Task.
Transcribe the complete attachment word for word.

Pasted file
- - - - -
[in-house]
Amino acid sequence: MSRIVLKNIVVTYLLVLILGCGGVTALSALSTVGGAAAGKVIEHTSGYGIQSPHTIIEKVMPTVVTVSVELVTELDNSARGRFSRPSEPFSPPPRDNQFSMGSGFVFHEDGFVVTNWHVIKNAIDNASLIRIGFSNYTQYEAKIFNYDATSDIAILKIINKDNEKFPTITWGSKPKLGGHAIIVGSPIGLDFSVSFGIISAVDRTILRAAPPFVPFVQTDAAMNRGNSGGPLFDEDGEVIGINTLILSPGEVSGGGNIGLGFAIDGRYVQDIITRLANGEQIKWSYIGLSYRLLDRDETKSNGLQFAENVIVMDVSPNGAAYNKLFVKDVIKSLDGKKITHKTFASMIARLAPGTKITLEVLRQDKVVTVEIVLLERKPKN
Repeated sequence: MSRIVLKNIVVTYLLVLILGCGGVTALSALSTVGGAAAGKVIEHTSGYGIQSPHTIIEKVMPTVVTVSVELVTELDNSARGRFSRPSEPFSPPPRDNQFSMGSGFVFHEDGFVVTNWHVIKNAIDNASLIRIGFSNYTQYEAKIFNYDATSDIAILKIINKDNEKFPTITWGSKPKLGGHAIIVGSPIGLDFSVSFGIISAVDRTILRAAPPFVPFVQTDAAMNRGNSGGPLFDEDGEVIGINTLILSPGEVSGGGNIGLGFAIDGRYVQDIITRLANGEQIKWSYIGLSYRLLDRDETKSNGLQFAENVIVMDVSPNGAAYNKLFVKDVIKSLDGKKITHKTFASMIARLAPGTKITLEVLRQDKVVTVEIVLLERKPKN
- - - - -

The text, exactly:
[in-house]
Amino acid sequence: MSRIVLKNIVVTYLLVLILGCGGVTALSALSTVGGAAAGKVIEHTSGYGIQSPHTIIEKVMPTVVTVSVELVTELDNSARGRFSRPSEPFSPPPRDNQFSMGSGFVFHEDGFVVTNWHVIKNAIDNASLIRIGFSNYTQYEAKIFNYDATSDIAILKIINKDNEKFPTITWGSKPKLGGHAIIVGSPIGLDFSVSFGIISAVDRTILRAAPPFVPFVQTDAAMNRGNSGGPLFDEDGEVIGINTLILSPGEVSGGGNIGLGFAIDGRYVQDIITRLANGEQIKWSYIGLSYRLLDRDETKSNGLQFAENVIVMDVSPNGAAYNKLFVKDVIKSLDGKKITHKTFASMIARLAPGTKITLEVLRQDKVVTVEIVLLERKPKN
Repeated sequence: MSRIVLKNIVVTYLLVLILGCGGVTALSALSTVGGAAAGKVIEHTSGYGIQSPHTIIEKVMPTVVTVSVELVTELDNSARGRFSRPSEPFSPPPRDNQFSMGSGFVFHEDGFVVTNWHVIKNAIDNASLIRIGFSNYTQYEAKIFNYDATSDIAILKIINKDNEKFPTITWGSKPKLGGHAIIVGSPIGLDFSVSFGIISAVDRTILRAAPPFVPFVQTDAAMNRGNSGGPLFDEDGEVIGINTLILSPGEVSGGGNIGLGFAIDGRYVQDIITRLANGEQIKWSYIGLSYRLLDRDETKSNGLQFAENVIVMDVSPNGAAYNKLFVKDVIKSLDGKKITHKTFASMIARLAPGTKITLEVLRQDKVVTVEIVLLERKPKN